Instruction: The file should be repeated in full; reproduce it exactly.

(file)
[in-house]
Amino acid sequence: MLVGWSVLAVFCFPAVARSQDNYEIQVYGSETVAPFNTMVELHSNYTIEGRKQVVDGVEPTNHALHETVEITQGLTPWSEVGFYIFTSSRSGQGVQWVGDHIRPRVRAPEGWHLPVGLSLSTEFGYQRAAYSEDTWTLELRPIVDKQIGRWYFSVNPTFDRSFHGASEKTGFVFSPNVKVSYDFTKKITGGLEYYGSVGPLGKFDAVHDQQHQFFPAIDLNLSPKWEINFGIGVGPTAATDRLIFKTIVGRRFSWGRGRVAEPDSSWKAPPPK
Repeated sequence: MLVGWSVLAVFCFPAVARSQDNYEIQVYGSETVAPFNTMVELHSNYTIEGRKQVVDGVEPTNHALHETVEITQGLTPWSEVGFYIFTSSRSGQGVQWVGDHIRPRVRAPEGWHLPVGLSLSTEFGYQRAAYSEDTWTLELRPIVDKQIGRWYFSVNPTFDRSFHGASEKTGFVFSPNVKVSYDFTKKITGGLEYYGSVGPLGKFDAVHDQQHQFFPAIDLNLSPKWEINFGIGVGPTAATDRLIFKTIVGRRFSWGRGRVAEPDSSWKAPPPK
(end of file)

[in-house]
Amino acid sequence: MLVGWSVLAVFCFPAVARSQDNYEIQVYGSETVAPFNTMVELHSNYTIEGRKQVVDGVEPTNHALHETVEITQGLTPWSEVGFYIFTSSRSGQGVQWVGDHIRPRVRAPEGWHLPVGLSLSTEFGYQRAAYSEDTWTLELRPIVDKQIGRWYFSVNPTFDRSFHGASEKTGFVFSPNVKVSYDFTKKITGGLEYYGSVGPLGKFDAVHDQQHQFFPAIDLNLSPKWEINFGIGVGPTAATDRLIFKTIVGRRFSWGRGRVAEPDSSWKAPPPK
Repeated sequence: MLVGWSVLAVFCFPAVARSQDNYEIQVYGSETVAPFNTMVELHSNYTIEGRKQVVDGVEPTNHALHETVEITQGLTPWSEVGFYIFTSSRSGQGVQWVGDHIRPRVRAPEGWHLPVGLSLSTEFGYQRAAYSEDTWTLELRPIVDKQIGRWYFSVNPTFDRSFHGASEKTGFVFSPNVKVSYDFTKKITGGLEYYGSVGPLGKFDAVHDQQHQFFPAIDLNLSPKWEINFGIGVGPTAATDRLIFKTIVGRRFSWGRGRVAEPDSSWKAPPPK